These simple tips will increase how receptive people are to your requests for help. They mainly apply to asking for help from people you know, but some apply to customer-service situations as well. 1. Demonstrate that you've tried to help yourself. People are more inclined to want to help those who've attempted to help themselves first.
Few of us enjoy asking for help. As research in neuroscience and psychology shows, the social threats involved-the uncertainty, risk of rejection, potential for diminished status, and inherent relinquishing of autonomy-activate the same brain regions that physical pain does.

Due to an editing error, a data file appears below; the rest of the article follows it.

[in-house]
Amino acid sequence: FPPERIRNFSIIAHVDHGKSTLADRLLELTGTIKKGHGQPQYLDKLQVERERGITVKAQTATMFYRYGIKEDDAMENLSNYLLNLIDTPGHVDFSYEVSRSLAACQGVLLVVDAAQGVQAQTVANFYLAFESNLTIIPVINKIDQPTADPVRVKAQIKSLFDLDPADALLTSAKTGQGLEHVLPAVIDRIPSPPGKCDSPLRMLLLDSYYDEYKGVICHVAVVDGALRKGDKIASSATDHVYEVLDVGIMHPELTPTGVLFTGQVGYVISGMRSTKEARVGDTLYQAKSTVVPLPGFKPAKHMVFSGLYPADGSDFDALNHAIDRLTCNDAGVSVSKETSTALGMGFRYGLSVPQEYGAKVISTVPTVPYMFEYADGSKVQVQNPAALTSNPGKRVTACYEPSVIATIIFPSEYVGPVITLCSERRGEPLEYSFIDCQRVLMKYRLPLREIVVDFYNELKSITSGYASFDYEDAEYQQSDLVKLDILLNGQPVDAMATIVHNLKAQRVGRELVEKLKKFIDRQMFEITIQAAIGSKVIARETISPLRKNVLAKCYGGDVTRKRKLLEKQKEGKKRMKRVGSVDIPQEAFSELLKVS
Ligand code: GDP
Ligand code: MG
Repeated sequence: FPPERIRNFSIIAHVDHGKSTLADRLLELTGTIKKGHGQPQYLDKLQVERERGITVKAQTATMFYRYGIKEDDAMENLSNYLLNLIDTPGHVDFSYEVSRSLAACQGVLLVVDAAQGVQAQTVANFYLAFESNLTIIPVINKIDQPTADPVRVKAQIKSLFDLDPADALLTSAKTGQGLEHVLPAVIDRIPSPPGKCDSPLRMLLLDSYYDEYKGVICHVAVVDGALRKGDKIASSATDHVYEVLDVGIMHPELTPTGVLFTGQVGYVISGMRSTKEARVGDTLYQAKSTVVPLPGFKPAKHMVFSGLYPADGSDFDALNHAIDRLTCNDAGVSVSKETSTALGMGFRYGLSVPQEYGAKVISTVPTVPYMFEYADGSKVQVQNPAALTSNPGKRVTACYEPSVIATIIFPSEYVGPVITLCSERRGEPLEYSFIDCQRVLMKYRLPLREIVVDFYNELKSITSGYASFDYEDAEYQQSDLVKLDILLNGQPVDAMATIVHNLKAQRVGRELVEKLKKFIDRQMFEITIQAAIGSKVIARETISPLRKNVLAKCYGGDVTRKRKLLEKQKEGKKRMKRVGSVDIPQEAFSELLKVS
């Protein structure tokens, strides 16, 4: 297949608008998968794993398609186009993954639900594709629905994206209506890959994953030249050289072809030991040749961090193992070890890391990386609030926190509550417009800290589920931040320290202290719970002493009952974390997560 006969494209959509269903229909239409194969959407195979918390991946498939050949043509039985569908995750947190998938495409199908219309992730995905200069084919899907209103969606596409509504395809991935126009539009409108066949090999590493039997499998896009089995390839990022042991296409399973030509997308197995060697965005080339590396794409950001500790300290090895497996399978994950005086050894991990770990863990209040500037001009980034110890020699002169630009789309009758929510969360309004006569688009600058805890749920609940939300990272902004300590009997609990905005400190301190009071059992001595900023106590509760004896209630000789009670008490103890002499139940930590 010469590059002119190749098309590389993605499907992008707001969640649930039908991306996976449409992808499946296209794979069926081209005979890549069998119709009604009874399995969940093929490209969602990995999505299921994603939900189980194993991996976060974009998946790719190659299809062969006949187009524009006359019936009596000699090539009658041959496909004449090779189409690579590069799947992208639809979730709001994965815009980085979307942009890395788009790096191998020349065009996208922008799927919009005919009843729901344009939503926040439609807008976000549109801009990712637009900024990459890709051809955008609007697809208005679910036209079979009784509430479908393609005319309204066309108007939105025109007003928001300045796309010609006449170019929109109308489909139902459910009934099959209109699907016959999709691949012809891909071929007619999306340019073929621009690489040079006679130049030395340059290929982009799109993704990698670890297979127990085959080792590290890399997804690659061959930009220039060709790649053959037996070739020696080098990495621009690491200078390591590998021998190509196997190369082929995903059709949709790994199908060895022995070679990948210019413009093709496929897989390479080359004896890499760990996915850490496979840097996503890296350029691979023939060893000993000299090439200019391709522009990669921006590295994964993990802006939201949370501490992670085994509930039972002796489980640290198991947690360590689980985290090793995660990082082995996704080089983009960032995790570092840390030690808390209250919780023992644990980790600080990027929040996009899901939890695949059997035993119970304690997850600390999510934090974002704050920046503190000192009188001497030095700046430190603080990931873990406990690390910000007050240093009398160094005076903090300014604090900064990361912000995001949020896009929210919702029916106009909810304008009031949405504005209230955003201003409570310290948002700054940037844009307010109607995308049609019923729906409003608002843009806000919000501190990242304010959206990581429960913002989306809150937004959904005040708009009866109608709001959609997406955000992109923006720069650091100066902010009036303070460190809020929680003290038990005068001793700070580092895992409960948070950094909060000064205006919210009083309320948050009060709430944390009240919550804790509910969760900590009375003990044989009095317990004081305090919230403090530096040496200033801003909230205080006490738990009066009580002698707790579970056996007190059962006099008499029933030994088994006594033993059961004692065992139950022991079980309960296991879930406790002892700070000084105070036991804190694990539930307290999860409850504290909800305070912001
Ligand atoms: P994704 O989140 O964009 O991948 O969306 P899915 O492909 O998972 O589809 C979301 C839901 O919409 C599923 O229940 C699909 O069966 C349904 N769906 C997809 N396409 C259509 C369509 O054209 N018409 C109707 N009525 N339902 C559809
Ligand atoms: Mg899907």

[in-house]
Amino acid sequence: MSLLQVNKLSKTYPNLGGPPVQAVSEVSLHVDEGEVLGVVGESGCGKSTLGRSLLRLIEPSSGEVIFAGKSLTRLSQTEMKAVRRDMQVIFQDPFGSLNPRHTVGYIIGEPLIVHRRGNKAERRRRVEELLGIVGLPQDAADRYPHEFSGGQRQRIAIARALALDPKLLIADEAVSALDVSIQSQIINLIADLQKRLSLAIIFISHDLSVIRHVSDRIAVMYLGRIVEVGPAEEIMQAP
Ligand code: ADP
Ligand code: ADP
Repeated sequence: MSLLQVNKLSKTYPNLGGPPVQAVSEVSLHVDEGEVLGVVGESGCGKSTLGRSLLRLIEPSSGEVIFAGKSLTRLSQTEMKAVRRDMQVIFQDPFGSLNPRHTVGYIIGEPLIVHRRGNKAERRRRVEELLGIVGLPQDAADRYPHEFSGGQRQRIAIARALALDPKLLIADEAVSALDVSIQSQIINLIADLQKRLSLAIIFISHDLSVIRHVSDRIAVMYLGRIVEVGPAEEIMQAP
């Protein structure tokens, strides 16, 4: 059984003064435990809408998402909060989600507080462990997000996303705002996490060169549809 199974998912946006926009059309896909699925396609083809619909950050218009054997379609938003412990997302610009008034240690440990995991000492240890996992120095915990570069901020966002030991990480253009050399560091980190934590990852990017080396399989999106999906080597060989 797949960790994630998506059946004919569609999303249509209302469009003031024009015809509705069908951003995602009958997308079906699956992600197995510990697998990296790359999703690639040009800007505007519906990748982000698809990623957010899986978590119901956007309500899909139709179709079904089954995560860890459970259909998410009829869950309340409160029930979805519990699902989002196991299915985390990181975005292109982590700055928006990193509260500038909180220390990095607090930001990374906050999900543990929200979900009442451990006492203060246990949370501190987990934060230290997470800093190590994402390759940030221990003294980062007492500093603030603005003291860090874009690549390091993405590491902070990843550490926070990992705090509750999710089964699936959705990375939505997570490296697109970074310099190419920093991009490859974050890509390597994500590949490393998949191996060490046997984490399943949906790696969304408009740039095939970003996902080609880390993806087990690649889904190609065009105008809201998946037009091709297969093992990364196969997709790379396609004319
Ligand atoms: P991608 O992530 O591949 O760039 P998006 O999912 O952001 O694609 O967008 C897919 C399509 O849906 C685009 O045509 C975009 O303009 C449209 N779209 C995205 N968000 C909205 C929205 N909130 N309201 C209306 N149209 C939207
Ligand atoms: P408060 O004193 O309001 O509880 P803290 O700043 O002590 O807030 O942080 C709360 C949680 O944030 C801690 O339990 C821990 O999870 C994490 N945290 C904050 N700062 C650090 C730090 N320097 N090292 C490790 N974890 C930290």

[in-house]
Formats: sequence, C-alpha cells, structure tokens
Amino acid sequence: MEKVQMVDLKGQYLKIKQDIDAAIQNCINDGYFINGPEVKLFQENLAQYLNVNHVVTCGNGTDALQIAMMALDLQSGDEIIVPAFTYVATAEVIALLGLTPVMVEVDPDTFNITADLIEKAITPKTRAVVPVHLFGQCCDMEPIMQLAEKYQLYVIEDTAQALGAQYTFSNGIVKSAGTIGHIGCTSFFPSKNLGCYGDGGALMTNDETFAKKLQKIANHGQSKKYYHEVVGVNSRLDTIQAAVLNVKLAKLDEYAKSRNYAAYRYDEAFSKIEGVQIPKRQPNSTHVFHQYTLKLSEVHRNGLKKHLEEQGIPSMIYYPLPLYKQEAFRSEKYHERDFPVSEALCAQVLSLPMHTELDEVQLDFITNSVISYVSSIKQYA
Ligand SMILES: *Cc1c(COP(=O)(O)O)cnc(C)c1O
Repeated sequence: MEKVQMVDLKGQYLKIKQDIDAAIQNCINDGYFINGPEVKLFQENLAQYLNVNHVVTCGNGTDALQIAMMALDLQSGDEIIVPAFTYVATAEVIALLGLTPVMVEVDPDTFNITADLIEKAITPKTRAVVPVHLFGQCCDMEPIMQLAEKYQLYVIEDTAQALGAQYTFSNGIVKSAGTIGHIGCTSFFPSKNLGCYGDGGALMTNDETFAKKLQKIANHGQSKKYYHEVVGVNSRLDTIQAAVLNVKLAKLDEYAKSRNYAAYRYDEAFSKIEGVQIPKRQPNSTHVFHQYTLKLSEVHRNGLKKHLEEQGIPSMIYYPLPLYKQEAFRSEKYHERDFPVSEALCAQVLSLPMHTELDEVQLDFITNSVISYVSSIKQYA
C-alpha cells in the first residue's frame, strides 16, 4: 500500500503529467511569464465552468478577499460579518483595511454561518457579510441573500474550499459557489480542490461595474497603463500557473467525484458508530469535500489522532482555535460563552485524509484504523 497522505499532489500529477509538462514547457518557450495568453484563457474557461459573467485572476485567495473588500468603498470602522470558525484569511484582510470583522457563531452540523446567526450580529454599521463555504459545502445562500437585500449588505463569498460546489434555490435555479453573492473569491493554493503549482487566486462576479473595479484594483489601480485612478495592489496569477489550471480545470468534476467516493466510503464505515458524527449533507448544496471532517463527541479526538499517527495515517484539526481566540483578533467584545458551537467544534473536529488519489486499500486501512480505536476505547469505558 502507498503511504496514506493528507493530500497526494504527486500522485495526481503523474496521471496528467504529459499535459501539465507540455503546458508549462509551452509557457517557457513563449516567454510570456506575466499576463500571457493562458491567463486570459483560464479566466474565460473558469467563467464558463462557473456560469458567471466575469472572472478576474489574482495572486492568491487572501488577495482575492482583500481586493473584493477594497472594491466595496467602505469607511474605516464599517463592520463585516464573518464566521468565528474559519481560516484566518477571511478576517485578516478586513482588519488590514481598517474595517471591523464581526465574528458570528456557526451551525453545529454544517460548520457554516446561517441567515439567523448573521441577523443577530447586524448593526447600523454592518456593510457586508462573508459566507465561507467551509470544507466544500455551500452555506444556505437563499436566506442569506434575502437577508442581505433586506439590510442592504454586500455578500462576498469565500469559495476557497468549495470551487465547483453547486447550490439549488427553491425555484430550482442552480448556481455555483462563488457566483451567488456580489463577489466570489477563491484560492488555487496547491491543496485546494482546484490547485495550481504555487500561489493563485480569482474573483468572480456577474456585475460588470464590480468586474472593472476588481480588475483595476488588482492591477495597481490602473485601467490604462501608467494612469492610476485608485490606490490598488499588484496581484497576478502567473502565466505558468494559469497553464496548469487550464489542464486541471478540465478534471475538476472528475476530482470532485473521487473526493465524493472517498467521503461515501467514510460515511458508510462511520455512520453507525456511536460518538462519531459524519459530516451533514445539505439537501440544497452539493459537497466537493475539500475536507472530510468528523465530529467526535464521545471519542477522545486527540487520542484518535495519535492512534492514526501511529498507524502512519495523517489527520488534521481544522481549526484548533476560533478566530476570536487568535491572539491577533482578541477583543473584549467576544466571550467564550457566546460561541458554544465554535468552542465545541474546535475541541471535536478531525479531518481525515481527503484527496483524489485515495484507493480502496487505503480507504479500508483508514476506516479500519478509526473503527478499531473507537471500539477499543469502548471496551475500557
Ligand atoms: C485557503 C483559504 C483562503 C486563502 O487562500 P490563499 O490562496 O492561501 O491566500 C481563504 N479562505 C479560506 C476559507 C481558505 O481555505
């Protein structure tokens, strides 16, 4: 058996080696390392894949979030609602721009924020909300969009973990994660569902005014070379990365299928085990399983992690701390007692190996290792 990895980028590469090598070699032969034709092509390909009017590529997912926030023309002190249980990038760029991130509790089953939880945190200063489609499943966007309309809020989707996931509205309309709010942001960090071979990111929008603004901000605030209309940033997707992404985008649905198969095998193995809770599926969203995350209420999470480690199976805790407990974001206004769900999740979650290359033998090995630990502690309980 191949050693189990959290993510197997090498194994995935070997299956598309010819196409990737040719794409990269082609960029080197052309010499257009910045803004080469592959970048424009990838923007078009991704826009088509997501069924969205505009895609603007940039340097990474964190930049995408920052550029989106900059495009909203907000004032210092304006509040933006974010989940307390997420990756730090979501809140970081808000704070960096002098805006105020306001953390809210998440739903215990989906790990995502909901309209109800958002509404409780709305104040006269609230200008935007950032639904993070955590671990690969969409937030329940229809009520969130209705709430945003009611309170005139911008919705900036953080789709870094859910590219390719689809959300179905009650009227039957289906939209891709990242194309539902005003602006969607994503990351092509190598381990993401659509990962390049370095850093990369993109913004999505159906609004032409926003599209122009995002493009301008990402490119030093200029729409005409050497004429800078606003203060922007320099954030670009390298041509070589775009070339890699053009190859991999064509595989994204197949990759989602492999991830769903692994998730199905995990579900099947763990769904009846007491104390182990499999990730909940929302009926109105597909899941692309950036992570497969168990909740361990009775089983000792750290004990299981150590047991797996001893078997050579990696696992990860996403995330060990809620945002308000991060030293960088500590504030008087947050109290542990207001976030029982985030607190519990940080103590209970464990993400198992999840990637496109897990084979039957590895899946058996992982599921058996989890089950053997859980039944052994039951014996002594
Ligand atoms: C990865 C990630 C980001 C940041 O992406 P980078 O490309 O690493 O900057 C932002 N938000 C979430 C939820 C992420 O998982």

So, you need some help. It's okay, we all need a hand sometimes. Problem is, a lot of us don't know how to go about asking-so we don't. Well, according to a social psychologist, here's the simplest, most effective way to ask for a favor.
Don't use phrases like “Can you do me a favor? ", because they are manipulative - they force someone to commit before you tell them what it is you need. A simple “Can you help me with [specific thing]?” will do.